Become a great storyteller

NBCU Academy 101

You may be a good writer, but how do you become an even better storyteller? NBC News NOW anchor Joe Fryer shares tips on creating compelling storytelling, breaking down one of his broadcast stories to show various ways of improving news narratives.

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An excellent feature story should grab and hold your attention from beginning to end. That means not putting all your great moments and characters at the beginning of the story. You should be revealing things throughout the piece.

A focus statement is one of the most important things when it comes to writing and storytelling, it’s what you want the story to convey to the audience.

Having a theme for a story is important because it acts like a thread. Including similar references in the beginning, middle and end will tie your entire story together.

Carefully screen and log your video: Highlight the best sound bites, noting facial expressions and the emotions of the subjects to better write these moments into your script.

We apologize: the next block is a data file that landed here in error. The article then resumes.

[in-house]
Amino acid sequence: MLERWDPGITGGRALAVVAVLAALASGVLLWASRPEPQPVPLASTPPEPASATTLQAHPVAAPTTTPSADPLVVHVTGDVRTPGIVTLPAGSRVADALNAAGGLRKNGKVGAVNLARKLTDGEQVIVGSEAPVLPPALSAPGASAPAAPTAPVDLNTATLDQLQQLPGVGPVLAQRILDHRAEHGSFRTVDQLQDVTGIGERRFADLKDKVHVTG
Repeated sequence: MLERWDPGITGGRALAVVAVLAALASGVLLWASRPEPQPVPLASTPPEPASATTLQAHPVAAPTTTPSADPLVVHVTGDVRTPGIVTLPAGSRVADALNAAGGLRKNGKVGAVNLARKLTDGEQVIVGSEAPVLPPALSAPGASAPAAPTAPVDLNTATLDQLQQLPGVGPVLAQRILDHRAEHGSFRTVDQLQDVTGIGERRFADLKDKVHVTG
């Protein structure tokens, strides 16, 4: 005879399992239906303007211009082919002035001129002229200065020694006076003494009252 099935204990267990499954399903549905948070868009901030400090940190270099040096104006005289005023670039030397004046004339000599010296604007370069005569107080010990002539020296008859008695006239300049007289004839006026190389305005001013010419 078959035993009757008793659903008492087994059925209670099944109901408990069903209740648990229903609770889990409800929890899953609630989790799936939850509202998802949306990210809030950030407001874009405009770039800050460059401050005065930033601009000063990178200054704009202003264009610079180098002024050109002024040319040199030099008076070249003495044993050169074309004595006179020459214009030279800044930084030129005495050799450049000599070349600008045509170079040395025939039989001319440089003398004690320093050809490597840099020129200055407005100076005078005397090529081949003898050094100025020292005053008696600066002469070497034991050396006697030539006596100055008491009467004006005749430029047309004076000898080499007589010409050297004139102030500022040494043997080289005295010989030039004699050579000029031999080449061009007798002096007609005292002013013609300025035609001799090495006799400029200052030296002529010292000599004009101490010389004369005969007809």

Outline your script in advance: Figure out where you want to start, where to add sound bites, where the transition moments are. A creative opening line helps grab people’s attention.

Feature objective information: What are the facts? What is the name of the event? When does it happen? What are the rules for the event?

Sound bites: They should often feature subjective information, opinion, emotion and great moments. Sound bites in feature stories can also be funny moments — things that will make the viewer laugh — and think.

Some quick tools for creative writing:

  • Alliteration: A series of words in a row beginning with the same letter, like the “bouncing baby boy.”
  • Rhyming words: Use sparingly.
  • The “rule of three”: Use when listing things in your script. Listing two doesn’t feel like enough, four feels like too many.

Tips to become a better writer:

  • Find people whose work you like and study it, watch it, write out their scripts. See how they do it.
  • Read as much as you can: fiction, nonfiction, magazines and newspapers are good places to start.
  • Always ask for feedback in your work. There’s always something you can learn.

Your sentences should end like fireworks. They should explode at the end. You can look at every single sentence you write and realize that if you put the strongest part of the sentence at the end, it just feels better.
Joe Fryer